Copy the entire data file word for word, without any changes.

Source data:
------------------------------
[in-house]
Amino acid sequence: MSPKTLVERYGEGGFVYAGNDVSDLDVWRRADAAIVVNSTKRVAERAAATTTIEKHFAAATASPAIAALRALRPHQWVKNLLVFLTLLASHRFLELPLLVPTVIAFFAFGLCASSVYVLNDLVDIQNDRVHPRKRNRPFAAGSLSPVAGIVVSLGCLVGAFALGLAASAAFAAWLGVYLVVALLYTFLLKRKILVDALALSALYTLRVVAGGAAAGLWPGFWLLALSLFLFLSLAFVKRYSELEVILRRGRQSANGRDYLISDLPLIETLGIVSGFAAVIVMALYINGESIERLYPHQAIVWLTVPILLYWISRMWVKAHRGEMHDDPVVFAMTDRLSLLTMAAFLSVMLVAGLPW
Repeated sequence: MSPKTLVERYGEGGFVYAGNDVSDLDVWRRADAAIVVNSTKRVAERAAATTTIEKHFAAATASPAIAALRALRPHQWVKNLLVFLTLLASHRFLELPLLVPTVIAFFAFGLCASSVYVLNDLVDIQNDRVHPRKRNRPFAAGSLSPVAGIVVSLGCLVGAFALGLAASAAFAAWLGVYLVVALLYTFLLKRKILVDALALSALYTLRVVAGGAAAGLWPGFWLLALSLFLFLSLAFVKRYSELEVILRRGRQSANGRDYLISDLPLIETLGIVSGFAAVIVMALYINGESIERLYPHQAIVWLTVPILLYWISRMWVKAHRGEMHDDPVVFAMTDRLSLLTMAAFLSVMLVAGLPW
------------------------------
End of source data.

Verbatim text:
[in-house]
Amino acid sequence: MSPKTLVERYGEGGFVYAGNDVSDLDVWRRADAAIVVNSTKRVAERAAATTTIEKHFAAATASPAIAALRALRPHQWVKNLLVFLTLLASHRFLELPLLVPTVIAFFAFGLCASSVYVLNDLVDIQNDRVHPRKRNRPFAAGSLSPVAGIVVSLGCLVGAFALGLAASAAFAAWLGVYLVVALLYTFLLKRKILVDALALSALYTLRVVAGGAAAGLWPGFWLLALSLFLFLSLAFVKRYSELEVILRRGRQSANGRDYLISDLPLIETLGIVSGFAAVIVMALYINGESIERLYPHQAIVWLTVPILLYWISRMWVKAHRGEMHDDPVVFAMTDRLSLLTMAAFLSVMLVAGLPW
Repeated sequence: MSPKTLVERYGEGGFVYAGNDVSDLDVWRRADAAIVVNSTKRVAERAAATTTIEKHFAAATASPAIAALRALRPHQWVKNLLVFLTLLASHRFLELPLLVPTVIAFFAFGLCASSVYVLNDLVDIQNDRVHPRKRNRPFAAGSLSPVAGIVVSLGCLVGAFALGLAASAAFAAWLGVYLVVALLYTFLLKRKILVDALALSALYTLRVVAGGAAAGLWPGFWLLALSLFLFLSLAFVKRYSELEVILRRGRQSANGRDYLISDLPLIETLGIVSGFAAVIVMALYINGESIERLYPHQAIVWLTVPILLYWISRMWVKAHRGEMHDDPVVFAMTDRLSLLTMAAFLSVMLVAGLPW